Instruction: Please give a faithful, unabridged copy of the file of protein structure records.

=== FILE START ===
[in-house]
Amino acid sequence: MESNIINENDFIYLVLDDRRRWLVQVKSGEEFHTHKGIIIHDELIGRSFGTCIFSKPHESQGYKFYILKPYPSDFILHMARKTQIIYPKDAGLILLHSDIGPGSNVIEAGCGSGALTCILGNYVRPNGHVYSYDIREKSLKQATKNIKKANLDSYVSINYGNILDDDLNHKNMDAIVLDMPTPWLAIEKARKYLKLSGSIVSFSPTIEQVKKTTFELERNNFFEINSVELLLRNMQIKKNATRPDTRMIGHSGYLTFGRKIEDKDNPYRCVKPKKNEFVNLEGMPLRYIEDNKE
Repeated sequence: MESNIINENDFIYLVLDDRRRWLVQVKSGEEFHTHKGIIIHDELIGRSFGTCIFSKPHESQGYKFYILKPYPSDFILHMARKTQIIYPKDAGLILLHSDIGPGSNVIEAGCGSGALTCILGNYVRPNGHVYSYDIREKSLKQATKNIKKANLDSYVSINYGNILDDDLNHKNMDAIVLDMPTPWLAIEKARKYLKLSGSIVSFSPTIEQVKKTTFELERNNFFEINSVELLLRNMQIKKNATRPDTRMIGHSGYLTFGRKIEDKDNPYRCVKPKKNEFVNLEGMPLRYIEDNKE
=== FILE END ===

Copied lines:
[in-house]
Amino acid sequence: MESNIINENDFIYLVLDDRRRWLVQVKSGEEFHTHKGIIIHDELIGRSFGTCIFSKPHESQGYKFYILKPYPSDFILHMARKTQIIYPKDAGLILLHSDIGPGSNVIEAGCGSGALTCILGNYVRPNGHVYSYDIREKSLKQATKNIKKANLDSYVSINYGNILDDDLNHKNMDAIVLDMPTPWLAIEKARKYLKLSGSIVSFSPTIEQVKKTTFELERNNFFEINSVELLLRNMQIKKNATRPDTRMIGHSGYLTFGRKIEDKDNPYRCVKPKKNEFVNLEGMPLRYIEDNKE
Repeated sequence: MESNIINENDFIYLVLDDRRRWLVQVKSGEEFHTHKGIIIHDELIGRSFGTCIFSKPHESQGYKFYILKPYPSDFILHMARKTQIIYPKDAGLILLHSDIGPGSNVIEAGCGSGALTCILGNYVRPNGHVYSYDIREKSLKQATKNIKKANLDSYVSINYGNILDDDLNHKNMDAIVLDMPTPWLAIEKARKYLKLSGSIVSFSPTIEQVKKTTFELERNNFFEINSVELLLRNMQIKKNATRPDTRMIGHSGYLTFGRKIEDKDNPYRCVKPKKNEFVNLEGMPLRYIEDNKE